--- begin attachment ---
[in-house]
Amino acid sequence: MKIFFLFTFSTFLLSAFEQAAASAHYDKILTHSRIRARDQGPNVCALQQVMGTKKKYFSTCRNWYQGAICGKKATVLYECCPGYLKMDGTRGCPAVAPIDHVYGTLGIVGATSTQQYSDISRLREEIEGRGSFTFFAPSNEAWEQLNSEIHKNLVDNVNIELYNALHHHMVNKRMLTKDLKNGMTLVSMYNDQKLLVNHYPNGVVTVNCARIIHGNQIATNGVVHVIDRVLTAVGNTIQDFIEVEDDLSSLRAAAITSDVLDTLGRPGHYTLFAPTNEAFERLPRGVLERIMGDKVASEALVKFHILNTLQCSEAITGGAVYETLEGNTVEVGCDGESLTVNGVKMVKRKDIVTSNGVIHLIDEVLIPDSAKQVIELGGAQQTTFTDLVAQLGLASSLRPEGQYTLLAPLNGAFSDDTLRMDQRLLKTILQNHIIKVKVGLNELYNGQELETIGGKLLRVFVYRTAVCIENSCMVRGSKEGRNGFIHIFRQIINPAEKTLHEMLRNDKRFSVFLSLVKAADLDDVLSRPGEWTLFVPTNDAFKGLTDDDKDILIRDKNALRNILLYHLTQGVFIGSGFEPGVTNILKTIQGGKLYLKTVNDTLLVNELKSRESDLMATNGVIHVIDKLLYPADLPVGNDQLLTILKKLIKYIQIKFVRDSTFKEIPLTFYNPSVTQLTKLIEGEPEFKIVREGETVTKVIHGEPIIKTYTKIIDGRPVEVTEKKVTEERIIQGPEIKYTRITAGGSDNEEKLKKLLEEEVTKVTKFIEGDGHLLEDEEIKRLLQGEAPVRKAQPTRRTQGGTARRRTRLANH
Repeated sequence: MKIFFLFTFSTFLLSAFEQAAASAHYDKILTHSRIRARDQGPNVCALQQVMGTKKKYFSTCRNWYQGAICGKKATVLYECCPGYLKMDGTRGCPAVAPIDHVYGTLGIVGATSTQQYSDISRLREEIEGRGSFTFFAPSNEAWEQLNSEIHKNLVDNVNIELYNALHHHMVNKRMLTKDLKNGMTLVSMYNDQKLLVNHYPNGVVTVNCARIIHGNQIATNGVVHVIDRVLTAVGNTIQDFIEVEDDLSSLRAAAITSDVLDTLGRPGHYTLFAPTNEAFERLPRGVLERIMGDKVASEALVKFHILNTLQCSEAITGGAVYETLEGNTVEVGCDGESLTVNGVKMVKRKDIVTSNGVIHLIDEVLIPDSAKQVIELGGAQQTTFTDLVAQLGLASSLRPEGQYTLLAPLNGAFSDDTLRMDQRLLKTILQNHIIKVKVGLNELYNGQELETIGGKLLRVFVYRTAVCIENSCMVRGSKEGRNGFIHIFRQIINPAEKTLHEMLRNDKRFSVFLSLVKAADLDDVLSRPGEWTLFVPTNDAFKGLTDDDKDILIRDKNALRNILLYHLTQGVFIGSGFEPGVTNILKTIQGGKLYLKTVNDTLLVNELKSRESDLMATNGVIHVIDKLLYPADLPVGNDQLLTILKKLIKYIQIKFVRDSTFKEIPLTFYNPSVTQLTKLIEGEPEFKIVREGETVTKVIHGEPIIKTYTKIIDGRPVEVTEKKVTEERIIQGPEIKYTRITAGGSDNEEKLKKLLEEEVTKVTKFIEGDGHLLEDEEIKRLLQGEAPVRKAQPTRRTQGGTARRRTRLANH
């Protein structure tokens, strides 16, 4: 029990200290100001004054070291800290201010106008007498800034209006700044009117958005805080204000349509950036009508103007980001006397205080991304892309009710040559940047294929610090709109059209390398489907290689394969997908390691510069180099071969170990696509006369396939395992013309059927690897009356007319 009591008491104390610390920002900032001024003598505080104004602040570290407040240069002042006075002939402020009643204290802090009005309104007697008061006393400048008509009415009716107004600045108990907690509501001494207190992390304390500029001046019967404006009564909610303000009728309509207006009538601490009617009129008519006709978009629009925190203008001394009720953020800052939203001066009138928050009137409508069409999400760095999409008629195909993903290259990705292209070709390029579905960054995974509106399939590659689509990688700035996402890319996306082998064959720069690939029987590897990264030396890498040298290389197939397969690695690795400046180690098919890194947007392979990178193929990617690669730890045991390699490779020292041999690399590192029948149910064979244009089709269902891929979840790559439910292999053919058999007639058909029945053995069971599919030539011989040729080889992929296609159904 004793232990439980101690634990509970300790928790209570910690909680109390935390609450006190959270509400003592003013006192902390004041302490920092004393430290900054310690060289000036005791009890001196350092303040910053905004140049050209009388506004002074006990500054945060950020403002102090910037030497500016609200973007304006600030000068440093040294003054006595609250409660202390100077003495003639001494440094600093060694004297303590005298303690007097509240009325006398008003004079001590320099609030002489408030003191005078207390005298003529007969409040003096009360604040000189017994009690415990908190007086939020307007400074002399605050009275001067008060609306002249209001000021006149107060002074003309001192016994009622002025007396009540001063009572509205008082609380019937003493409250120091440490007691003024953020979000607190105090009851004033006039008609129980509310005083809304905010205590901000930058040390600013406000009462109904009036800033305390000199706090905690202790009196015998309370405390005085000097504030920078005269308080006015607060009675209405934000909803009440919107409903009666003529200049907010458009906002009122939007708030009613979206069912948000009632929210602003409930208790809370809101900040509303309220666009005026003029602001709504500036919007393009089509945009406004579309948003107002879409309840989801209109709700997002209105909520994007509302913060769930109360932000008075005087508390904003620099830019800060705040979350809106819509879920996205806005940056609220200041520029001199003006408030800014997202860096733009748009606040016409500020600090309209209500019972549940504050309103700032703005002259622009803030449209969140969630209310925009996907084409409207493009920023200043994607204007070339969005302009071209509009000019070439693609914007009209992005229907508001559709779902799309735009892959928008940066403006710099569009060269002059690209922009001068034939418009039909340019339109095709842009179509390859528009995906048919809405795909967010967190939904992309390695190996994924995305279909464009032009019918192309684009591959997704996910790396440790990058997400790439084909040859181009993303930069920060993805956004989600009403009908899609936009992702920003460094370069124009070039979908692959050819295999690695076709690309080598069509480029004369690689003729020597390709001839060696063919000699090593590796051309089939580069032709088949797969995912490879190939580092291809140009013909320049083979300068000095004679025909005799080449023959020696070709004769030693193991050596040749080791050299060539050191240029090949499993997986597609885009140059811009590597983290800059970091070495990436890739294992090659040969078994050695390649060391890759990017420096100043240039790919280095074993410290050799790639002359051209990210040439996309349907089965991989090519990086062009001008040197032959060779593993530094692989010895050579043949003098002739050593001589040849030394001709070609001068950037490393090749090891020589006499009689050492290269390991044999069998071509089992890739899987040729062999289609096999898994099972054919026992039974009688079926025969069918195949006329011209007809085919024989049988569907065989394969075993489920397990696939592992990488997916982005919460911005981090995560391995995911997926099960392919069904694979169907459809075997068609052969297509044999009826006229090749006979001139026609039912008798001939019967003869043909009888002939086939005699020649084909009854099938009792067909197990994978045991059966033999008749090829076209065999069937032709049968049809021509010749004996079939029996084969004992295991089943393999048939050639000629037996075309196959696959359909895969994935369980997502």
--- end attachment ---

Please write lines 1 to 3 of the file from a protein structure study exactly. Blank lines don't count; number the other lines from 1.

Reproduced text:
[in-house]
Amino acid sequence: MKIFFLFTFSTFLLSAFEQAAASAHYDKILTHSRIRARDQGPNVCALQQVMGTKKKYFSTCRNWYQGAICGKKATVLYECCPGYLKMDGTRGCPAVAPIDHVYGTLGIVGATSTQQYSDISRLREEIEGRGSFTFFAPSNEAWEQLNSEIHKNLVDNVNIELYNALHHHMVNKRMLTKDLKNGMTLVSMYNDQKLLVNHYPNGVVTVNCARIIHGNQIATNGVVHVIDRVLTAVGNTIQDFIEVEDDLSSLRAAAITSDVLDTLGRPGHYTLFAPTNEAFERLPRGVLERIMGDKVASEALVKFHILNTLQCSEAITGGAVYETLEGNTVEVGCDGESLTVNGVKMVKRKDIVTSNGVIHLIDEVLIPDSAKQVIELGGAQQTTFTDLVAQLGLASSLRPEGQYTLLAPLNGAFSDDTLRMDQRLLKTILQNHIIKVKVGLNELYNGQELETIGGKLLRVFVYRTAVCIENSCMVRGSKEGRNGFIHIFRQIINPAEKTLHEMLRNDKRFSVFLSLVKAADLDDVLSRPGEWTLFVPTNDAFKGLTDDDKDILIRDKNALRNILLYHLTQGVFIGSGFEPGVTNILKTIQGGKLYLKTVNDTLLVNELKSRESDLMATNGVIHVIDKLLYPADLPVGNDQLLTILKKLIKYIQIKFVRDSTFKEIPLTFYNPSVTQLTKLIEGEPEFKIVREGETVTKVIHGEPIIKTYTKIIDGRPVEVTEKKVTEERIIQGPEIKYTRITAGGSDNEEKLKKLLEEEVTKVTKFIEGDGHLLEDEEIKRLLQGEAPVRKAQPTRRTQGGTARRRTRLANH
Repeated sequence: MKIFFLFTFSTFLLSAFEQAAASAHYDKILTHSRIRARDQGPNVCALQQVMGTKKKYFSTCRNWYQGAICGKKATVLYECCPGYLKMDGTRGCPAVAPIDHVYGTLGIVGATSTQQYSDISRLREEIEGRGSFTFFAPSNEAWEQLNSEIHKNLVDNVNIELYNALHHHMVNKRMLTKDLKNGMTLVSMYNDQKLLVNHYPNGVVTVNCARIIHGNQIATNGVVHVIDRVLTAVGNTIQDFIEVEDDLSSLRAAAITSDVLDTLGRPGHYTLFAPTNEAFERLPRGVLERIMGDKVASEALVKFHILNTLQCSEAITGGAVYETLEGNTVEVGCDGESLTVNGVKMVKRKDIVTSNGVIHLIDEVLIPDSAKQVIELGGAQQTTFTDLVAQLGLASSLRPEGQYTLLAPLNGAFSDDTLRMDQRLLKTILQNHIIKVKVGLNELYNGQELETIGGKLLRVFVYRTAVCIENSCMVRGSKEGRNGFIHIFRQIINPAEKTLHEMLRNDKRFSVFLSLVKAADLDDVLSRPGEWTLFVPTNDAFKGLTDDDKDILIRDKNALRNILLYHLTQGVFIGSGFEPGVTNILKTIQGGKLYLKTVNDTLLVNELKSRESDLMATNGVIHVIDKLLYPADLPVGNDQLLTILKKLIKYIQIKFVRDSTFKEIPLTFYNPSVTQLTKLIEGEPEFKIVREGETVTKVIHGEPIIKTYTKIIDGRPVEVTEKKVTEERIIQGPEIKYTRITAGGSDNEEKLKKLLEEEVTKVTKFIEGDGHLLEDEEIKRLLQGEAPVRKAQPTRRTQGGTARRRTRLANH